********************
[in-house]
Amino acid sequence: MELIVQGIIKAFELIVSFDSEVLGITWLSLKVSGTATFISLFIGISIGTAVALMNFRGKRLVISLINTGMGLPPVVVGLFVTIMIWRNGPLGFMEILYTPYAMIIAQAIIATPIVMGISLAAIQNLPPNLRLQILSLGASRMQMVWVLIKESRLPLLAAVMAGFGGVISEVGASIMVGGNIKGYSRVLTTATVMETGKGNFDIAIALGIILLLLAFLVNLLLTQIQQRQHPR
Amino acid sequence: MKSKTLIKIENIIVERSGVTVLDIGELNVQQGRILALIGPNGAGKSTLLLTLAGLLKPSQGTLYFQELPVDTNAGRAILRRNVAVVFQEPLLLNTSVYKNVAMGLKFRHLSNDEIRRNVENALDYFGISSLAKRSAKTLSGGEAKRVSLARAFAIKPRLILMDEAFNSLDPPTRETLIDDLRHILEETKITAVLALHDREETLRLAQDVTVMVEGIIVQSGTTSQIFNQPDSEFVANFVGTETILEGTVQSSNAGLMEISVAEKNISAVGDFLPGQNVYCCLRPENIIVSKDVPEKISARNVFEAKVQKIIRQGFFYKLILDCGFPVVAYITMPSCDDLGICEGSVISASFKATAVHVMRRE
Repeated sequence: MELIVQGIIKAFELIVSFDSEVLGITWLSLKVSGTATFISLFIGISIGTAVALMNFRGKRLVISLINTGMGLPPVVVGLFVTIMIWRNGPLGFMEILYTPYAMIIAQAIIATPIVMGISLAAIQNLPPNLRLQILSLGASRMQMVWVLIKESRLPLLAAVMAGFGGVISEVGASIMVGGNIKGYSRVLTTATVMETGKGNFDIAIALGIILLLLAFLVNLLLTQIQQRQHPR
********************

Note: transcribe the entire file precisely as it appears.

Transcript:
[in-house]
Amino acid sequence: MELIVQGIIKAFELIVSFDSEVLGITWLSLKVSGTATFISLFIGISIGTAVALMNFRGKRLVISLINTGMGLPPVVVGLFVTIMIWRNGPLGFMEILYTPYAMIIAQAIIATPIVMGISLAAIQNLPPNLRLQILSLGASRMQMVWVLIKESRLPLLAAVMAGFGGVISEVGASIMVGGNIKGYSRVLTTATVMETGKGNFDIAIALGIILLLLAFLVNLLLTQIQQRQHPR
Amino acid sequence: MKSKTLIKIENIIVERSGVTVLDIGELNVQQGRILALIGPNGAGKSTLLLTLAGLLKPSQGTLYFQELPVDTNAGRAILRRNVAVVFQEPLLLNTSVYKNVAMGLKFRHLSNDEIRRNVENALDYFGISSLAKRSAKTLSGGEAKRVSLARAFAIKPRLILMDEAFNSLDPPTRETLIDDLRHILEETKITAVLALHDREETLRLAQDVTVMVEGIIVQSGTTSQIFNQPDSEFVANFVGTETILEGTVQSSNAGLMEISVAEKNISAVGDFLPGQNVYCCLRPENIIVSKDVPEKISARNVFEAKVQKIIRQGFFYKLILDCGFPVVAYITMPSCDDLGICEGSVISASFKATAVHVMRRE
Repeated sequence: MELIVQGIIKAFELIVSFDSEVLGITWLSLKVSGTATFISLFIGISIGTAVALMNFRGKRLVISLINTGMGLPPVVVGLFVTIMIWRNGPLGFMEILYTPYAMIIAQAIIATPIVMGISLAAIQNLPPNLRLQILSLGASRMQMVWVLIKESRLPLLAAVMAGFGGVISEVGASIMVGGNIKGYSRVLTTATVMETGKGNFDIAIALGIILLLLAFLVNLLLTQIQQRQHPR